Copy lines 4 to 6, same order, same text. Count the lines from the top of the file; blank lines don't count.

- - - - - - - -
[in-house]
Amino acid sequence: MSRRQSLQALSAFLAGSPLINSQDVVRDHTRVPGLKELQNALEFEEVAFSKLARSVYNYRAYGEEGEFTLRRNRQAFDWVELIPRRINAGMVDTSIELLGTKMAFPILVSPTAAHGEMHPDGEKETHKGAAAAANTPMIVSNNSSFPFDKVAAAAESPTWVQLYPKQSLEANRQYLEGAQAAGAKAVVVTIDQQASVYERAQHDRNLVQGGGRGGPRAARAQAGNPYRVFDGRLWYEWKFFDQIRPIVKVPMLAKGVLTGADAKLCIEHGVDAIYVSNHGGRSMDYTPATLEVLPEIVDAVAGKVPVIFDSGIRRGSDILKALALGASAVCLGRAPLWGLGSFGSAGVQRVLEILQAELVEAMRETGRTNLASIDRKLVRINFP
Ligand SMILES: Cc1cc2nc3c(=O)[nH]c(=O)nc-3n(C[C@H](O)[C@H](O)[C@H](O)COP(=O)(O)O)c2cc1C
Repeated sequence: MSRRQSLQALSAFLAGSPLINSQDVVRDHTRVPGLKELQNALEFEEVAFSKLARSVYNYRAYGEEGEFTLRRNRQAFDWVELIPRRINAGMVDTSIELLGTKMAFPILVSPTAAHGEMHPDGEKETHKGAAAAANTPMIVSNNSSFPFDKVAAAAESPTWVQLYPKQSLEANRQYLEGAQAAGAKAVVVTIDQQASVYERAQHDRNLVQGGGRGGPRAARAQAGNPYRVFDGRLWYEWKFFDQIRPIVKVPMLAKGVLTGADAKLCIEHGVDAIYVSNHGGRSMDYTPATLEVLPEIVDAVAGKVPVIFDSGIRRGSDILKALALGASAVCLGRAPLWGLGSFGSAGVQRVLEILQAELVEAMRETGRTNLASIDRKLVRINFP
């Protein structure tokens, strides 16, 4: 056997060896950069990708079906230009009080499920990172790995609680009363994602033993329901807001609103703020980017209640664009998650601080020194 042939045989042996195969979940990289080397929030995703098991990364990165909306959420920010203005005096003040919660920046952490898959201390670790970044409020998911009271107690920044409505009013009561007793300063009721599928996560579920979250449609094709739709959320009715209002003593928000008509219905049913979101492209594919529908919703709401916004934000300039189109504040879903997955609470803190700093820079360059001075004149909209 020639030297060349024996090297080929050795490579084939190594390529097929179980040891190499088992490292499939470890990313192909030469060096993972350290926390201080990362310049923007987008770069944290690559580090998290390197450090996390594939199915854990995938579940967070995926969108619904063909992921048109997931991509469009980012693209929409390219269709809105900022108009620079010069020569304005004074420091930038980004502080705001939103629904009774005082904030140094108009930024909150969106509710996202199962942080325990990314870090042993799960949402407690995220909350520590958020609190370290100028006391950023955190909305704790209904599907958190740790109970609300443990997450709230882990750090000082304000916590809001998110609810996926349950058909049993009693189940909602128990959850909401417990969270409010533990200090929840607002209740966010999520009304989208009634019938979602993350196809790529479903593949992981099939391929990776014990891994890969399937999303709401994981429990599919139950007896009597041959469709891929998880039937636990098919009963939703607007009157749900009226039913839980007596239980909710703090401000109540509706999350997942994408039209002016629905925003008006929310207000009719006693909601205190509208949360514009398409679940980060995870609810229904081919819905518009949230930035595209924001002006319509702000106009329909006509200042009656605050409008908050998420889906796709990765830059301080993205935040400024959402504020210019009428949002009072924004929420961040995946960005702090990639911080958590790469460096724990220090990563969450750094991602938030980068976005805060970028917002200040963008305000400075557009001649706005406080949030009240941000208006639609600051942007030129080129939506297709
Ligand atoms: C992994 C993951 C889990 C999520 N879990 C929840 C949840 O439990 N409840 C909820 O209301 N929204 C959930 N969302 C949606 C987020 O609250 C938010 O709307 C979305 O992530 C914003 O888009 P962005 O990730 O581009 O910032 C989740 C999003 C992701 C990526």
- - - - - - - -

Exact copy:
Repeated sequence: MSRRQSLQALSAFLAGSPLINSQDVVRDHTRVPGLKELQNALEFEEVAFSKLARSVYNYRAYGEEGEFTLRRNRQAFDWVELIPRRINAGMVDTSIELLGTKMAFPILVSPTAAHGEMHPDGEKETHKGAAAAANTPMIVSNNSSFPFDKVAAAAESPTWVQLYPKQSLEANRQYLEGAQAAGAKAVVVTIDQQASVYERAQHDRNLVQGGGRGGPRAARAQAGNPYRVFDGRLWYEWKFFDQIRPIVKVPMLAKGVLTGADAKLCIEHGVDAIYVSNHGGRSMDYTPATLEVLPEIVDAVAGKVPVIFDSGIRRGSDILKALALGASAVCLGRAPLWGLGSFGSAGVQRVLEILQAELVEAMRETGRTNLASIDRKLVRINFP
């Protein structure tokens, strides 16, 4: 056997060896950069990708079906230009009080499920990172790995609680009363994602033993329901807001609103703020980017209640664009998650601080020194 042939045989042996195969979940990289080397929030995703098991990364990165909306959420920010203005005096003040919660920046952490898959201390670790970044409020998911009271107690920044409505009013009561007793300063009721599928996560579920979250449609094709739709959320009715209002003593928000008509219905049913979101492209594919529908919703709401916004934000300039189109504040879903997955609470803190700093820079360059001075004149909209 020639030297060349024996090297080929050795490579084939190594390529097929179980040891190499088992490292499939470890990313192909030469060096993972350290926390201080990362310049923007987008770069944290690559580090998290390197450090996390594939199915854990995938579940967070995926969108619904063909992921048109997931991509469009980012693209929409390219269709809105900022108009620079010069020569304005004074420091930038980004502080705001939103629904009774005082904030140094108009930024909150969106509710996202199962942080325990990314870090042993799960949402407690995220909350520590958020609190370290100028006391950023955190909305704790209904599907958190740790109970609300443990997450709230882990750090000082304000916590809001998110609810996926349950058909049993009693189940909602128990959850909401417990969270409010533990200090929840607002209740966010999520009304989208009634019938979602993350196809790529479903593949992981099939391929990776014990891994890969399937999303709401994981429990599919139950007896009597041959469709891929998880039937636990098919009963939703607007009157749900009226039913839980007596239980909710703090401000109540509706999350997942994408039209002016629905925003008006929310207000009719006693909601205190509208949360514009398409679940980060995870609810229904081919819905518009949230930035595209924001002006319509702000106009329909006509200042009656605050409008908050998420889906796709990765830059301080993205935040400024959402504020210019009428949002009072924004929420961040995946960005702090990639911080958590790469460096724990220090990563969450750094991602938030980068976005805060970028917002200040963008305000400075557009001649706005406080949030009240941000208006639609600051942007030129080129939506297709
Ligand atoms: C992994 C993951 C889990 C999520 N879990 C929840 C949840 O439990 N409840 C909820 O209301 N929204 C959930 N969302 C949606 C987020 O609250 C938010 O709307 C979305 O992530 C914003 O888009 P962005 O990730 O581009 O910032 C989740 C999003 C992701 C990526």